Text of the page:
A section page from the Bug Safari curriculum, on iPad.

An activity page from the Bug Safari curriculum, on iPad.

5. Responding to Users

We organized a user test with 25 educators and employed contextual observation as well as think alouds to capture our results.


Many educators had trouble summarizing the key takeaways from each section of the training.


We added summary slides at regular intervals to reinforce the most important information from each section.


The online training was too long for our educators to complete in one go.


We sprinkled Take a Break slides throughout the training to remind our educators to take regular breaks.


Many educators wanted the training to be more interactive so they could validate their progress.


We added knowledge checks throughout the training to allow our educators to test and augment their learning.

6. The Science Action Club Experience

Science Action Club now offers three curriculum modules via the Educator Portal. Each module includes a guidebook, a kit, access to the online training, and an invitation to an in-person workshop.

module 1

In the Bug Safari curriculum, students learn about arthropods and engage in citizen science by contributing to the iNaturalist database of observations. View a sample here.

module 2

In the Bird Scouts curriculum, students learn about birds and engage in citizen science by contributing to the eBird database of observations. View a sample here.

module 3

In the Cloud Quest curriculum, students learn about climate and engage in citizen science by contributing to the GLOBE database of observations. View a sample here.

Photo credit: California Academy of Sciences.

activity kit

Each SAC module includes a kit with supplies for hands-on activities.

Photo credit: California Academy of Sciences.

scientific tools

These petri dishes and magnifying lens are part of the Bug Safari kit. They are being used to photograph a small insect that will be added to iNaturalist's database.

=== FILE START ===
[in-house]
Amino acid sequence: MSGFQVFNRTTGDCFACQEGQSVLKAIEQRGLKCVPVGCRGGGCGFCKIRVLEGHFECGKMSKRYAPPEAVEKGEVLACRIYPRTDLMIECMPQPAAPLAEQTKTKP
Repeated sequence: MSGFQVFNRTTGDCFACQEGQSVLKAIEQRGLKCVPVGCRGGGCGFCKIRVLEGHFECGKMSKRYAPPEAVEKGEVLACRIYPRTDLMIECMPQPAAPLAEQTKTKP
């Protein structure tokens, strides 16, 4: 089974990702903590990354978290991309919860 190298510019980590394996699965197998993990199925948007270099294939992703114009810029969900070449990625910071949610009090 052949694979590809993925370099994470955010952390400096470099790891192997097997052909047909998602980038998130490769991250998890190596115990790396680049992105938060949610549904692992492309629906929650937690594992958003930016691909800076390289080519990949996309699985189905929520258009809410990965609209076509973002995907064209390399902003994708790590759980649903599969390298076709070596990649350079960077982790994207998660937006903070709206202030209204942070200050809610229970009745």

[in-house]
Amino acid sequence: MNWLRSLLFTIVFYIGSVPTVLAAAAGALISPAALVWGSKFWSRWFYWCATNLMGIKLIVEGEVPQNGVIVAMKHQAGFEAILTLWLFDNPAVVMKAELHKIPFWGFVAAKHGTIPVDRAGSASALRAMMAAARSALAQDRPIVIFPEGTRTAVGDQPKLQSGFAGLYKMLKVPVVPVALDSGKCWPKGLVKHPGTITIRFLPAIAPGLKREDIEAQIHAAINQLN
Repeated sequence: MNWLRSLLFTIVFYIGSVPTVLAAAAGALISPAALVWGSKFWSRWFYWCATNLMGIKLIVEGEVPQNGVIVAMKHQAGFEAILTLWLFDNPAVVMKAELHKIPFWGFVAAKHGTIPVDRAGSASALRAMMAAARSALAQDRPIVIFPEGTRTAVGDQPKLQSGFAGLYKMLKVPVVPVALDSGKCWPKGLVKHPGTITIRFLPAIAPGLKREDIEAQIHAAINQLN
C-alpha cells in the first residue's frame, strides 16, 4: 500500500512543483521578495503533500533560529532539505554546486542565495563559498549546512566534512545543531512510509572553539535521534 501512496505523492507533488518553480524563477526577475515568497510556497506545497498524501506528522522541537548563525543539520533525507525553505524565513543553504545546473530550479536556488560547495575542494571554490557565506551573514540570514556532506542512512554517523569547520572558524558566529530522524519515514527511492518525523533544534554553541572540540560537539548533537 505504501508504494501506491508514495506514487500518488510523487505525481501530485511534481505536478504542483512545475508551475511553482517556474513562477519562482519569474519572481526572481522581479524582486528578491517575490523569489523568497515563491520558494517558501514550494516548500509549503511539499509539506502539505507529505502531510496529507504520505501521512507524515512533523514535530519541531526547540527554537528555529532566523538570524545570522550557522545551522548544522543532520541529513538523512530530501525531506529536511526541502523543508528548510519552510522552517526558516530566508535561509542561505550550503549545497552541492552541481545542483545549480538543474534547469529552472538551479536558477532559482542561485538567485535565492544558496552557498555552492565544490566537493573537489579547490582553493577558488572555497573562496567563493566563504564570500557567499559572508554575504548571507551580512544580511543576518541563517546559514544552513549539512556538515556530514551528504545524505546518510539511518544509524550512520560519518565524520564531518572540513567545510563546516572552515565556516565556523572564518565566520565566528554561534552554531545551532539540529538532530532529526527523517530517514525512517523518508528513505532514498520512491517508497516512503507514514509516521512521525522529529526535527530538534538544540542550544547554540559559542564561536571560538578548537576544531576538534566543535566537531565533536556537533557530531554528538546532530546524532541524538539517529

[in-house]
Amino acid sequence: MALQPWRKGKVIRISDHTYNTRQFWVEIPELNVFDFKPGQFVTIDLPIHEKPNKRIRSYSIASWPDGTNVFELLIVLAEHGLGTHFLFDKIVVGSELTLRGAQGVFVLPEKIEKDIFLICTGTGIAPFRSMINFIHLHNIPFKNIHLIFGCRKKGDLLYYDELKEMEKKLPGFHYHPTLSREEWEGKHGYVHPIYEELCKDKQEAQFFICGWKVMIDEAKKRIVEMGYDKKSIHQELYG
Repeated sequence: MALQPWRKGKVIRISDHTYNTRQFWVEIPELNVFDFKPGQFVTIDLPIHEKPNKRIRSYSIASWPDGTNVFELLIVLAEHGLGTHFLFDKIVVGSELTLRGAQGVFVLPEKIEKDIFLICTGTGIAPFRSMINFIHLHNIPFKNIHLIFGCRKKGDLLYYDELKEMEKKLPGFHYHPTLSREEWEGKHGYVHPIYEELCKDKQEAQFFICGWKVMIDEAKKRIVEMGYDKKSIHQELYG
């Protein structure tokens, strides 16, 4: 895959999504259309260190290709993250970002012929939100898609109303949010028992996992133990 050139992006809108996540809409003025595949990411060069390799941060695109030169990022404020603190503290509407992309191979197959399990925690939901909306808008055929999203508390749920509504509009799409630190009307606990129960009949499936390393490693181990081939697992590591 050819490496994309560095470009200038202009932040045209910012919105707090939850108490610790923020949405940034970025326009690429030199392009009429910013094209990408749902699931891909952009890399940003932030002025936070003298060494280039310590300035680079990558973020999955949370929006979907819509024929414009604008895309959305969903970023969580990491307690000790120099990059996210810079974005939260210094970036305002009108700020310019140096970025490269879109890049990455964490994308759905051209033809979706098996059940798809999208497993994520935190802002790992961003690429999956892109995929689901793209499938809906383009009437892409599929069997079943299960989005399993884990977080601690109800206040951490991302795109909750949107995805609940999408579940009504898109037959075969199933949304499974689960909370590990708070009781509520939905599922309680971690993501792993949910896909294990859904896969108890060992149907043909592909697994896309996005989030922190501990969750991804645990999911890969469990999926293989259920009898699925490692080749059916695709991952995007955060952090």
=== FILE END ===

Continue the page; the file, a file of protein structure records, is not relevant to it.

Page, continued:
Photo credit: Adrian Sanchez Gonzalez, Montana.

Blended learning

After the online training, all educators complete an in-person workshop with other SAC educators in their region.

7. Impact

Here's a map showing SAC's reach after our new blended learning model was implemented.

August 2016

August 2017

Here's a video we used to promote Science Action Club to our educator network.

Video credit: California Academy of Sciences.

    Check it out

    The Educator Portal is not publicly accessible, but you can view the publicity pages for our products here.

    Science Action Club

If we had more time...

We would conduct contextual interviews with our educators to understand more about their background and teaching style. We would also create well-defined buckets of users and personalize the online training to meet each group's needs.

As the product design lead, I led the design and development of SAC's online presence, which allowed SAC to expand to 15 states across the nation. The SAC team also included K. Levedahl, L. Herszenhorn, R. Panganiban, C. Martínez, and A. Collins.